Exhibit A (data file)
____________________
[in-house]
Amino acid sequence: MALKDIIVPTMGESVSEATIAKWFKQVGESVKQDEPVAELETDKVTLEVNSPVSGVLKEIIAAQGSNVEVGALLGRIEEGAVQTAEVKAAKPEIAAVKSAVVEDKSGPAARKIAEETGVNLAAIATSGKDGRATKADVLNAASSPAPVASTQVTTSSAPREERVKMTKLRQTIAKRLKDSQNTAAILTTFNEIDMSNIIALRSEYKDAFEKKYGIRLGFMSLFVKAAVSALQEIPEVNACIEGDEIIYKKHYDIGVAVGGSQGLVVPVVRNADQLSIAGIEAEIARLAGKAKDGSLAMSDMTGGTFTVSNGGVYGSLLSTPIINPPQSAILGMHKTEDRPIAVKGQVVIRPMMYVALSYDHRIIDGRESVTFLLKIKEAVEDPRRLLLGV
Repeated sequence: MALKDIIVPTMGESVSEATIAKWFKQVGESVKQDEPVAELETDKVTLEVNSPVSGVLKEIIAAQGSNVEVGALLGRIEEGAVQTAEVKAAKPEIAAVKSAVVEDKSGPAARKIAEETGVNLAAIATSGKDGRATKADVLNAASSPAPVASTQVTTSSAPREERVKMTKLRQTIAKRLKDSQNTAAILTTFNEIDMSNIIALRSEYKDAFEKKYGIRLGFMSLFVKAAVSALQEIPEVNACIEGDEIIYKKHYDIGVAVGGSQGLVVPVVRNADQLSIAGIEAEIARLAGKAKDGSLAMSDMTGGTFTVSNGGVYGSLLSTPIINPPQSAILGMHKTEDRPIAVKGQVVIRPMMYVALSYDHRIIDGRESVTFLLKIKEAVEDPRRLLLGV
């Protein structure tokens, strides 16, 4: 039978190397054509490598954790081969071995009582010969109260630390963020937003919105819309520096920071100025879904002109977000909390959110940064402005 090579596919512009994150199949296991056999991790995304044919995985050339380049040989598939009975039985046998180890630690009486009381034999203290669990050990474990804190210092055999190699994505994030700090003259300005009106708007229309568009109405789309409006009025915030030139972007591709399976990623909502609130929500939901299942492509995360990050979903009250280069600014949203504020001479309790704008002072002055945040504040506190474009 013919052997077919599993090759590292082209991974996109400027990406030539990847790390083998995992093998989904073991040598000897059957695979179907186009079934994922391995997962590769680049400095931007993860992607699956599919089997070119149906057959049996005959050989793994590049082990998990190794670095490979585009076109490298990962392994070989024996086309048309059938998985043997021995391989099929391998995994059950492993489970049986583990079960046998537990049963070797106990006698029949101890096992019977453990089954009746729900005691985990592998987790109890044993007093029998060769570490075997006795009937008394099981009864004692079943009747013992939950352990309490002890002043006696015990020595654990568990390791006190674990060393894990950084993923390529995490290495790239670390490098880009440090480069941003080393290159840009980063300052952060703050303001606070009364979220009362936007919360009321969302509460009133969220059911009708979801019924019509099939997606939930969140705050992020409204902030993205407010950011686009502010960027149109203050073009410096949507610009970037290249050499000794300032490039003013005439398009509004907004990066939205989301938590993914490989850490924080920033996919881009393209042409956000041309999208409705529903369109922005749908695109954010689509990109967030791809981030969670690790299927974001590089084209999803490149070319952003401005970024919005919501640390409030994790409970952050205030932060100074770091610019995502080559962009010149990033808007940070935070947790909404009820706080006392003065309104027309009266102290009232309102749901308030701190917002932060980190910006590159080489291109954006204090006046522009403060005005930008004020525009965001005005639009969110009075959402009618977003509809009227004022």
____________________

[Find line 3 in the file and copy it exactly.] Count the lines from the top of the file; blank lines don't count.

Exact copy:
Repeated sequence: MALKDIIVPTMGESVSEATIAKWFKQVGESVKQDEPVAELETDKVTLEVNSPVSGVLKEIIAAQGSNVEVGALLGRIEEGAVQTAEVKAAKPEIAAVKSAVVEDKSGPAARKIAEETGVNLAAIATSGKDGRATKADVLNAASSPAPVASTQVTTSSAPREERVKMTKLRQTIAKRLKDSQNTAAILTTFNEIDMSNIIALRSEYKDAFEKKYGIRLGFMSLFVKAAVSALQEIPEVNACIEGDEIIYKKHYDIGVAVGGSQGLVVPVVRNADQLSIAGIEAEIARLAGKAKDGSLAMSDMTGGTFTVSNGGVYGSLLSTPIINPPQSAILGMHKTEDRPIAVKGQVVIRPMMYVALSYDHRIIDGRESVTFLLKIKEAVEDPRRLLLGV